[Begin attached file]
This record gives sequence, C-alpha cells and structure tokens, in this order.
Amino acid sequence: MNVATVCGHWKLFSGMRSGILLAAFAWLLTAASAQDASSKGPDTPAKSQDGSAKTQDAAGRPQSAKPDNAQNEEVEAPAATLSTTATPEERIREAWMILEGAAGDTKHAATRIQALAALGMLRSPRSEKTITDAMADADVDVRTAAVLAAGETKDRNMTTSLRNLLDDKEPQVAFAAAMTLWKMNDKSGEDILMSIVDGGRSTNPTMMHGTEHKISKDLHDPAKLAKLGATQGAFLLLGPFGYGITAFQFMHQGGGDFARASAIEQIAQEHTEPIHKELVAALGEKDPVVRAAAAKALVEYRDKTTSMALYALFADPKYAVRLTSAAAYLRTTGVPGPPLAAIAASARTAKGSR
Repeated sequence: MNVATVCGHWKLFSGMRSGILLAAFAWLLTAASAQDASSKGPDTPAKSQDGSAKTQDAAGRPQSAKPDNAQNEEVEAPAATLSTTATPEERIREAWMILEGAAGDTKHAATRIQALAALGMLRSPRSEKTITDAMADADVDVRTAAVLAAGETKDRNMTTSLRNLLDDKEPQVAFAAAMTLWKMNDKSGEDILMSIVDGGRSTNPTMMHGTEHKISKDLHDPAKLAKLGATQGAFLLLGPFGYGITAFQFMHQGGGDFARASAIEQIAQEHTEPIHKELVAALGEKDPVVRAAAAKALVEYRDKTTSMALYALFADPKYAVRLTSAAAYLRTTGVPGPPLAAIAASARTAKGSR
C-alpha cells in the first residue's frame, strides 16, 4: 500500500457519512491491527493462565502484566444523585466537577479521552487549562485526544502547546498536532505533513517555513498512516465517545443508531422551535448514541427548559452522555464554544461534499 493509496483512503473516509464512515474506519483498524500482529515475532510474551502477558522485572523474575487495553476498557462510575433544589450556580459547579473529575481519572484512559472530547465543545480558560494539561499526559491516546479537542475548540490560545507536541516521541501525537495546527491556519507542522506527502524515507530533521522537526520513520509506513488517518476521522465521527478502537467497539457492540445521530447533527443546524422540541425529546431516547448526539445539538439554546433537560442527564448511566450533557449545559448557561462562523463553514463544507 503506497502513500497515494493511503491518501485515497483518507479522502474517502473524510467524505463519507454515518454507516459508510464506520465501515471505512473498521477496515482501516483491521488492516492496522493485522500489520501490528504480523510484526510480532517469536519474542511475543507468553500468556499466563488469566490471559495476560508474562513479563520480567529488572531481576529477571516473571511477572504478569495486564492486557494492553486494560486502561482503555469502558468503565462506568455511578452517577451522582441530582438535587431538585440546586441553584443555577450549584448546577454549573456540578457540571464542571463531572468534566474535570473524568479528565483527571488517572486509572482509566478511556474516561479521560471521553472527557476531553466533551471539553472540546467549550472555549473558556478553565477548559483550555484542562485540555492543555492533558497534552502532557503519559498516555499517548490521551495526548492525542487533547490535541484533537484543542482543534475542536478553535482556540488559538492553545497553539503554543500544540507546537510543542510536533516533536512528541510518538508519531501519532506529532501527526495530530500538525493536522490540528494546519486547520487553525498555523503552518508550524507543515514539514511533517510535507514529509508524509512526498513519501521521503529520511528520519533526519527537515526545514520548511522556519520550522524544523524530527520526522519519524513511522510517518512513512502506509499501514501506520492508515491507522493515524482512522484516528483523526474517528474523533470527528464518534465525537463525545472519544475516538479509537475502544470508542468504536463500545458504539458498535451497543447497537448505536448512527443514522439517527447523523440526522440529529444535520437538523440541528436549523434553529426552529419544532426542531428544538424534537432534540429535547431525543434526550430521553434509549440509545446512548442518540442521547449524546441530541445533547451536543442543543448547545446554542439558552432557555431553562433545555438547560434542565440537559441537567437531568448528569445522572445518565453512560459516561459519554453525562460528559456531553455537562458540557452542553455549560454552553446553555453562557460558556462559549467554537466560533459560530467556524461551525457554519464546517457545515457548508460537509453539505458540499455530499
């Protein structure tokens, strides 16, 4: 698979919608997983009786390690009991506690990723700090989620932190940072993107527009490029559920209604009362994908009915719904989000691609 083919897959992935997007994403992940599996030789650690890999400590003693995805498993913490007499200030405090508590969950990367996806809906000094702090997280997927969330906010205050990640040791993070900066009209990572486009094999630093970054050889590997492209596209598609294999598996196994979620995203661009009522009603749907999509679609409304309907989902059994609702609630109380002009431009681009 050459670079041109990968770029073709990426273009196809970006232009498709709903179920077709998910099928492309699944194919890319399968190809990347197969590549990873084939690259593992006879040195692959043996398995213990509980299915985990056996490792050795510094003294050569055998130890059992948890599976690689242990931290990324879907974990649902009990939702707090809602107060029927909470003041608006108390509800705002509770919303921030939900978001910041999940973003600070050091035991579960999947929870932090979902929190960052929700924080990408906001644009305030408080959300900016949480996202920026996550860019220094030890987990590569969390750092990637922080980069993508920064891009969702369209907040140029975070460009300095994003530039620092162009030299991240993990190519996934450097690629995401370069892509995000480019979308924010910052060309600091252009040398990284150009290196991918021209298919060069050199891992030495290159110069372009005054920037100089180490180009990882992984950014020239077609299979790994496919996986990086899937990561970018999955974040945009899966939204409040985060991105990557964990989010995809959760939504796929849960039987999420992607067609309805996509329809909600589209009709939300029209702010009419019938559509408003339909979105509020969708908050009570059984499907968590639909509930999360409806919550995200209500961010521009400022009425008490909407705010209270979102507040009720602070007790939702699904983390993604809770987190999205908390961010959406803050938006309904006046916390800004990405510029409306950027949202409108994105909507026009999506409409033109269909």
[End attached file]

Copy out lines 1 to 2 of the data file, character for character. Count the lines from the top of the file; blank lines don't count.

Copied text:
This record gives sequence, C-alpha cells and structure tokens, in this order.
Amino acid sequence: MNVATVCGHWKLFSGMRSGILLAAFAWLLTAASAQDASSKGPDTPAKSQDGSAKTQDAAGRPQSAKPDNAQNEEVEAPAATLSTTATPEERIREAWMILEGAAGDTKHAATRIQALAALGMLRSPRSEKTITDAMADADVDVRTAAVLAAGETKDRNMTTSLRNLLDDKEPQVAFAAAMTLWKMNDKSGEDILMSIVDGGRSTNPTMMHGTEHKISKDLHDPAKLAKLGATQGAFLLLGPFGYGITAFQFMHQGGGDFARASAIEQIAQEHTEPIHKELVAALGEKDPVVRAAAAKALVEYRDKTTSMALYALFADPKYAVRLTSAAAYLRTTGVPGPPLAAIAASARTAKGSR